Archive for April 8th, 2012
Friend of the blog Kerry Colburn, stationed at Joint Base Elmendorf-Richardson, in Alaska wrote in Saturday to report that Anchorage has surpassed a 57 year old record for snowfall in one season.
He reports, “The old record of 132.6 inches occurred in 1954-1955. But with a total of 133.6 inches as of (4 pm Saturday), the winter of 2011-2012 is now the snowiest winter on record in Anchorage.”
He went on to say, “The city lacked 2.5″ going into Easter weekend. Snow began falling Friday morning with 0.8″ accumulating. A couple additional inches fell overnight Friday and throughout the day Saturday. Records have been kept at or very near the current location near the Ted Stevens International Airport since 1953.”
Many roofs collapsed this season in the city.
A gorgeous holiday Sunday is in progress across Central Alabama with a good supply of sunshine and just a few patchy mid-level clouds associated with a cold front that is crossing the area. Temperatures are in the middle and upper 70s in many spots thanks to all the insolation. (That’s our new word of the week!) Some folks will touch 80F this afternoon.
COOLER WEATHER AHEAD: The first cold front in a succession of them had passed the I-59 corridor by the noon hour. It will push out of Alabama by this evening.
You won’t notice much difference behind this first one. In fact, tonight’s low will look a lot like last night’s around 50F. Tomorrow’s high should be a few degrees cooler however, but still nearly perfect, topping out around 76F. A stronger cold front will arrive late tomorrow, accompanied by breezy northwest winds, but little else in the way of sensible weather. Lows tomorrow night will be a tad cooler, in the upper 40s.
You will really tell the difference Tuesday through Thursday, as highs will only be in the lower 70s at best. In fact, Wednesday highs may not get out of the 60s in spots. Overnight lows will be in the lower 40s on average Wednesday and Thursday mornings with 30s in a few of the normally colder valleys north of I-20, especially over East Alabama.
A horrible EF-5 tornado kills 32 in Jefferson County. Places like Oak Grove, Rock Creek, Sylvan Springs, McDonald Chapel, and Pratt City were hit hard. The same parent storm dropped a smaller tornado east of Birmingham that killed 2 more in St. Clair County north of Pell City. See Bill Castle’s video below…
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It’s going to be a gorgeous Easter Sunday though we may see a few clouds in the sky. Probably not enough to keep highs from reaching the mid and upper 70s. And it looks like we are going to stay dry for the next week but there are some model differences around Friday and Saturday.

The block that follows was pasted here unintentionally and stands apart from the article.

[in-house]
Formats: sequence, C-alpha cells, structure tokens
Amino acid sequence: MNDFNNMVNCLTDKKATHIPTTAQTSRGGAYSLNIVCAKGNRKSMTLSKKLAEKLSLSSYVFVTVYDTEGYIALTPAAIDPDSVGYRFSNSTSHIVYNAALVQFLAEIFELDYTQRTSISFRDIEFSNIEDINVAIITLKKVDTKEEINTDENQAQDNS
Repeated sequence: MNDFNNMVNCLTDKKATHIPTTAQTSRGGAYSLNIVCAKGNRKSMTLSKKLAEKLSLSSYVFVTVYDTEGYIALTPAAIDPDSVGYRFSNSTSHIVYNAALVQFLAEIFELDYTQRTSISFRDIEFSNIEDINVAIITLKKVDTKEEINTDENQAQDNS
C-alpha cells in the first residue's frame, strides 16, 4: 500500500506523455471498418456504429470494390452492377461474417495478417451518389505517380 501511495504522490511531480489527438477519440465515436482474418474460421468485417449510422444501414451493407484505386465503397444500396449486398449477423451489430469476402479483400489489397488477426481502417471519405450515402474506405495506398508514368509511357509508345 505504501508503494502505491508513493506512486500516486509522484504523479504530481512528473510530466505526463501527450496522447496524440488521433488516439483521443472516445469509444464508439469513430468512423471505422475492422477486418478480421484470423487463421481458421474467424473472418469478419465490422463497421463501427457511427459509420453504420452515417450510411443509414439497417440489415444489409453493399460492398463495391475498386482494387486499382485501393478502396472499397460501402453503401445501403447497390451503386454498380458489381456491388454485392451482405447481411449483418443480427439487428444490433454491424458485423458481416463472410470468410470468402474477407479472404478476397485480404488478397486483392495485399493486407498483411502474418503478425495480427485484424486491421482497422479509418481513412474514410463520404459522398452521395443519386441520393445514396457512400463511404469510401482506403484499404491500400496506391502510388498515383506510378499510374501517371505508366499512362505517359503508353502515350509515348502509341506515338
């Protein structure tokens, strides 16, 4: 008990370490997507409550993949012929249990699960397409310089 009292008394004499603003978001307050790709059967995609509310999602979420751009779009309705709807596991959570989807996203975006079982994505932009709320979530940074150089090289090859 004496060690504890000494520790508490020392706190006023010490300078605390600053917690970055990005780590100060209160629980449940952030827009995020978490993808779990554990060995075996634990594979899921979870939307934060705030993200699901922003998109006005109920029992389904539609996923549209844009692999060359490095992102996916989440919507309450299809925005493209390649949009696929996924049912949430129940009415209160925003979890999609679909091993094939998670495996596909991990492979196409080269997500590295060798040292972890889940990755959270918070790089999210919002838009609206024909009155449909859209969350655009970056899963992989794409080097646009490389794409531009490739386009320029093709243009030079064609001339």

A weak and dry cold front will be moving through the area. That will bring a fresh northerly flow to the area and help to keep temperatures from climbing too much on Monday as highs dip back slightly into the mid 70s. Another weak and dry front follows that one on Tuesday, but the major player is the development of a deep trough over the eastern half of the country. This will bring a nice shot of cold air into the eastern half of the country. Wednesday is likely to be the coolest day with highs 65 to 70 while Thursday morning will probably be the coldest morning as we see the atmosphere go calm with good radiational cooling and the potential for some patchy frost. Even Wednesday morning with lows dipping down to near 40 we could see some patchy frost that morning, too.
But the warm up begins Thursday and extends into the weekend. An upper ridge comes over us and the GFS is suggesting it will be strong enough to hold off a deep trough over the southern Rockies. There are some model differences with the ECMWF. Like yesterday, the ECMWF develops precipitation for Friday and Saturday across the northern half of Alabama. Even the ECMWFs own upper progs continue to show a ridge, though the ridge is just not as strong as the GFSs ridge. I continue to think the GFS may have a better handle on this situation because I just don’t see the forcing for the precipitation the ECMWF is coming up with. So for now, and partially because it is so far out, I am keeping the forecast for next weekend dry.
SPC continues to monitor a severe weather threat that remains to our west with a slight risk for much of the next week focused in Texas and Oklahoma.
Looking well out into voodoo country, the GFS shows a glancing blow for a trough on the 18th that could produce some rain. A substantial trough on the 21st could be responsible for some severe weather. And that evolves into a chilly look once again around the 23rd with a fairly deep trough over the eastern US with a nice fetch coming from northwestern Canada into the Southeast US. But this is all voodoo. One nice note is that the coolish look continues to show up on the GFS.
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I hope you have a great Easter Sunday. James Spann should be back with the next edition of the Weather Xtreme Video first thing Monday morning. Godspeed.
For your meteorological consulting needs, Coleman, Knupp, and Peters, LLC, can provide you with accurate, detailed information on past storms, lightning, flooding, and wind damage. Whether it is an insurance claim needing validation or a court case where weather was a factor, we can furnish you with information you need. Please call us at (205) 568-4401.